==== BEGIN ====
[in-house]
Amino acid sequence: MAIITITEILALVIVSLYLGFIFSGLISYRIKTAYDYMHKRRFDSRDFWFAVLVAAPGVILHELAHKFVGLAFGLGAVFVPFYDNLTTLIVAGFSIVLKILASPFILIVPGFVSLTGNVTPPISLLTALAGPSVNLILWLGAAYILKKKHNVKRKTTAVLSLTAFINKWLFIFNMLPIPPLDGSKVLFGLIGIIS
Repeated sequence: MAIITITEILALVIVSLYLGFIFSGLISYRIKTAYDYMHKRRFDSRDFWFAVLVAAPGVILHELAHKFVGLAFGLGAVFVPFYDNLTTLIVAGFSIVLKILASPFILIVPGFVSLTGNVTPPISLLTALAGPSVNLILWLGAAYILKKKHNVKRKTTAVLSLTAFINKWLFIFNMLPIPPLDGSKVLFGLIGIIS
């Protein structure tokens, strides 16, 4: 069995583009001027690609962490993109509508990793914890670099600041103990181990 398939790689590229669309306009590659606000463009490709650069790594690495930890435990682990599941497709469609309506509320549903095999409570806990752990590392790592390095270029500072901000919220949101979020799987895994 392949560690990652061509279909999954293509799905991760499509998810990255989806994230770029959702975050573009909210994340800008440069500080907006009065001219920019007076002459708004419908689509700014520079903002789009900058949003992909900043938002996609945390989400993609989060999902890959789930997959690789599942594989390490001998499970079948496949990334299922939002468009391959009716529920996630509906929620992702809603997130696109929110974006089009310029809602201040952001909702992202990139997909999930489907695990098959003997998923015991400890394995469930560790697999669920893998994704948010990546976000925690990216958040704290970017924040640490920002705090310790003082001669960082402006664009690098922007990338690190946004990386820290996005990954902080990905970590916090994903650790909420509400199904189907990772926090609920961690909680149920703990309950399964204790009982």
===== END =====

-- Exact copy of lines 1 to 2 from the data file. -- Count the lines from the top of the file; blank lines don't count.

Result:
[in-house]
Amino acid sequence: MAIITITEILALVIVSLYLGFIFSGLISYRIKTAYDYMHKRRFDSRDFWFAVLVAAPGVILHELAHKFVGLAFGLGAVFVPFYDNLTTLIVAGFSIVLKILASPFILIVPGFVSLTGNVTPPISLLTALAGPSVNLILWLGAAYILKKKHNVKRKTTAVLSLTAFINKWLFIFNMLPIPPLDGSKVLFGLIGIIS